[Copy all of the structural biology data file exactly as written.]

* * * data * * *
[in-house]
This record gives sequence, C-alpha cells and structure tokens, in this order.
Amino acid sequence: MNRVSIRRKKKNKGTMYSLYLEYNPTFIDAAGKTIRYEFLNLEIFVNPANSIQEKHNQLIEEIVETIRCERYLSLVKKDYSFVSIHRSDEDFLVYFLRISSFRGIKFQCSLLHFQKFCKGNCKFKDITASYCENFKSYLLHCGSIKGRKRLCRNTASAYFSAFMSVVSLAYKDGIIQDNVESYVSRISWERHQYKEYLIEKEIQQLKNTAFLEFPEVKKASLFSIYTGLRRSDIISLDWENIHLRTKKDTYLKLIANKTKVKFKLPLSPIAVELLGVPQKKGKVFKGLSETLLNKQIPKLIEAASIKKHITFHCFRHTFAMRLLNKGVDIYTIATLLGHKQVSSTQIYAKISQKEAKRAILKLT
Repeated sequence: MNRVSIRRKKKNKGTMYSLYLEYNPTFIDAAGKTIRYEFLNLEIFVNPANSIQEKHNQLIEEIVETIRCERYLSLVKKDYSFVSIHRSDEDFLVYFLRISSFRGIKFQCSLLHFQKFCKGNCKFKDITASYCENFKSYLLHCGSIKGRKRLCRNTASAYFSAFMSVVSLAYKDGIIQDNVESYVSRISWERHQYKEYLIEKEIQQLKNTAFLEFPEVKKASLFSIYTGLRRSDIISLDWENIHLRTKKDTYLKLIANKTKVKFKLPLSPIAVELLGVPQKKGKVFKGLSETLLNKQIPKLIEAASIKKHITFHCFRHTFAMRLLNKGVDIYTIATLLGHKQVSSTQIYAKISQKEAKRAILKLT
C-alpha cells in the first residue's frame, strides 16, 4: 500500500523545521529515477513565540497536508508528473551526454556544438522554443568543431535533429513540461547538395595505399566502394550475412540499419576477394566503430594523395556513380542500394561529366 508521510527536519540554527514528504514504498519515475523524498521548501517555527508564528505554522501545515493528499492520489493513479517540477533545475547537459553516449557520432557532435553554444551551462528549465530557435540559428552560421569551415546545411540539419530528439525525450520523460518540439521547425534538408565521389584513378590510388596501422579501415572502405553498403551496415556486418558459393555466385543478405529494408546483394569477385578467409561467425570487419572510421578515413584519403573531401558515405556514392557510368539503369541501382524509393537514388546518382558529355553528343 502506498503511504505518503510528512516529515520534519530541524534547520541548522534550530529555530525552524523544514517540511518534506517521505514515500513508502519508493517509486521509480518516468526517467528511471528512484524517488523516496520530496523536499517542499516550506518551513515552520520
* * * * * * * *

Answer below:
[in-house]
This record gives sequence, C-alpha cells and structure tokens, in this order.
Amino acid sequence: MNRVSIRRKKKNKGTMYSLYLEYNPTFIDAAGKTIRYEFLNLEIFVNPANSIQEKHNQLIEEIVETIRCERYLSLVKKDYSFVSIHRSDEDFLVYFLRISSFRGIKFQCSLLHFQKFCKGNCKFKDITASYCENFKSYLLHCGSIKGRKRLCRNTASAYFSAFMSVVSLAYKDGIIQDNVESYVSRISWERHQYKEYLIEKEIQQLKNTAFLEFPEVKKASLFSIYTGLRRSDIISLDWENIHLRTKKDTYLKLIANKTKVKFKLPLSPIAVELLGVPQKKGKVFKGLSETLLNKQIPKLIEAASIKKHITFHCFRHTFAMRLLNKGVDIYTIATLLGHKQVSSTQIYAKISQKEAKRAILKLT
Repeated sequence: MNRVSIRRKKKNKGTMYSLYLEYNPTFIDAAGKTIRYEFLNLEIFVNPANSIQEKHNQLIEEIVETIRCERYLSLVKKDYSFVSIHRSDEDFLVYFLRISSFRGIKFQCSLLHFQKFCKGNCKFKDITASYCENFKSYLLHCGSIKGRKRLCRNTASAYFSAFMSVVSLAYKDGIIQDNVESYVSRISWERHQYKEYLIEKEIQQLKNTAFLEFPEVKKASLFSIYTGLRRSDIISLDWENIHLRTKKDTYLKLIANKTKVKFKLPLSPIAVELLGVPQKKGKVFKGLSETLLNKQIPKLIEAASIKKHITFHCFRHTFAMRLLNKGVDIYTIATLLGHKQVSSTQIYAKISQKEAKRAILKLT
C-alpha cells in the first residue's frame, strides 16, 4: 500500500523545521529515477513565540497536508508528473551526454556544438522554443568543431535533429513540461547538395595505399566502394550475412540499419576477394566503430594523395556513380542500394561529366 508521510527536519540554527514528504514504498519515475523524498521548501517555527508564528505554522501545515493528499492520489493513479517540477533545475547537459553516449557520432557532435553554444551551462528549465530557435540559428552560421569551415546545411540539419530528439525525450520523460518540439521547425534538408565521389584513378590510388596501422579501415572502405553498403551496415556486418558459393555466385543478405529494408546483394569477385578467409561467425570487419572510421578515413584519403573531401558515405556514392557510368539503369541501382524509393537514388546518382558529355553528343 502506498503511504505518503510528512516529515520534519530541524534547520541548522534550530529555530525552524523544514517540511518534506517521505514515500513508502519508493517509486521509480518516468526517467528511471528512484524517488523516496520530496523536499517542499516550506518551513515552520520